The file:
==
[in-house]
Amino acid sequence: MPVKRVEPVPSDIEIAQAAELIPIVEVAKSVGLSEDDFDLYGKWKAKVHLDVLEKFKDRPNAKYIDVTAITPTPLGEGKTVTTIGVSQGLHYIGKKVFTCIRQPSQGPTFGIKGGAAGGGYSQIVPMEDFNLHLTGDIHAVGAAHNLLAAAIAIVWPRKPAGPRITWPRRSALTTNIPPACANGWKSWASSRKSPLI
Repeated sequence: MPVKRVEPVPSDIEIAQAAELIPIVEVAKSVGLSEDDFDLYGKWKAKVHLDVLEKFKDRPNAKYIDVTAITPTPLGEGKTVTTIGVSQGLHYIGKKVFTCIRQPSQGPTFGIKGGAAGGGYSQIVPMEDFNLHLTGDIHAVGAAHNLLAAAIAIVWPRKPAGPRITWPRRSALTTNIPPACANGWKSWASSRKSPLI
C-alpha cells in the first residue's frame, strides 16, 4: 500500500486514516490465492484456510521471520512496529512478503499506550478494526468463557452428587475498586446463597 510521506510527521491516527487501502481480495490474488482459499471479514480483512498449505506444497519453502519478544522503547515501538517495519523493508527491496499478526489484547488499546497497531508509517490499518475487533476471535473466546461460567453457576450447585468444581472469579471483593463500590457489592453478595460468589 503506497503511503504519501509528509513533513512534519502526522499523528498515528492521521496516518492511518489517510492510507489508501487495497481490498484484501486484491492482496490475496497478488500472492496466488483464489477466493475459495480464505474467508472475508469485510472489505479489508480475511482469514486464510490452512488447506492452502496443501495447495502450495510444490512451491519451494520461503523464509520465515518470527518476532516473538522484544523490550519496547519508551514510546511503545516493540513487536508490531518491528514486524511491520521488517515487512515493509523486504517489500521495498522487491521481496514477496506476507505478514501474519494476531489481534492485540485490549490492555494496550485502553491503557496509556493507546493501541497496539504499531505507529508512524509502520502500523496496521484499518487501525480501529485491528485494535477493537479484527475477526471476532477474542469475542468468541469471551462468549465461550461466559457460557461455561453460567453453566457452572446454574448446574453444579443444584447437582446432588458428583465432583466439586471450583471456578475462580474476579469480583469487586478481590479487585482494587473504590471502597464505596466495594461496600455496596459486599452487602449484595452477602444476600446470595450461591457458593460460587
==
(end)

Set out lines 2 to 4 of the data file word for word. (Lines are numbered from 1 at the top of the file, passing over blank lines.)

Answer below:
Amino acid sequence: MPVKRVEPVPSDIEIAQAAELIPIVEVAKSVGLSEDDFDLYGKWKAKVHLDVLEKFKDRPNAKYIDVTAITPTPLGEGKTVTTIGVSQGLHYIGKKVFTCIRQPSQGPTFGIKGGAAGGGYSQIVPMEDFNLHLTGDIHAVGAAHNLLAAAIAIVWPRKPAGPRITWPRRSALTTNIPPACANGWKSWASSRKSPLI
Repeated sequence: MPVKRVEPVPSDIEIAQAAELIPIVEVAKSVGLSEDDFDLYGKWKAKVHLDVLEKFKDRPNAKYIDVTAITPTPLGEGKTVTTIGVSQGLHYIGKKVFTCIRQPSQGPTFGIKGGAAGGGYSQIVPMEDFNLHLTGDIHAVGAAHNLLAAAIAIVWPRKPAGPRITWPRRSALTTNIPPACANGWKSWASSRKSPLI
C-alpha cells in the first residue's frame, strides 16, 4: 500500500486514516490465492484456510521471520512496529512478503499506550478494526468463557452428587475498586446463597 510521506510527521491516527487501502481480495490474488482459499471479514480483512498449505506444497519453502519478544522503547515501538517495519523493508527491496499478526489484547488499546497497531508509517490499518475487533476471535473466546461460567453457576450447585468444581472469579471483593463500590457489592453478595460468589 503506497503511503504519501509528509513533513512534519502526522499523528498515528492521521496516518492511518489517510492510507489508501487495497481490498484484501486484491492482496490475496497478488500472492496466488483464489477466493475459495480464505474467508472475508469485510472489505479489508480475511482469514486464510490452512488447506492452502496443501495447495502450495510444490512451491519451494520461503523464509520465515518470527518476532516473538522484544523490550519496547519508551514510546511503545516493540513487536508490531518491528514486524511491520521488517515487512515493509523486504517489500521495498522487491521481496514477496506476507505478514501474519494476531489481534492485540485490549490492555494496550485502553491503557496509556493507546493501541497496539504499531505507529508512524509502520502500523496496521484499518487501525480501529485491528485494535477493537479484527475477526471476532477474542469475542468468541469471551462468549465461550461466559457460557461455561453460567453453566457452572446454574448446574453444579443444584447437582446432588458428583465432583466439586471450583471456578475462580474476579469480583469487586478481590479487585482494587473504590471502597464505596466495594461496600455496596459486599452487602449484595452477602444476600446470595450461591457458593460460587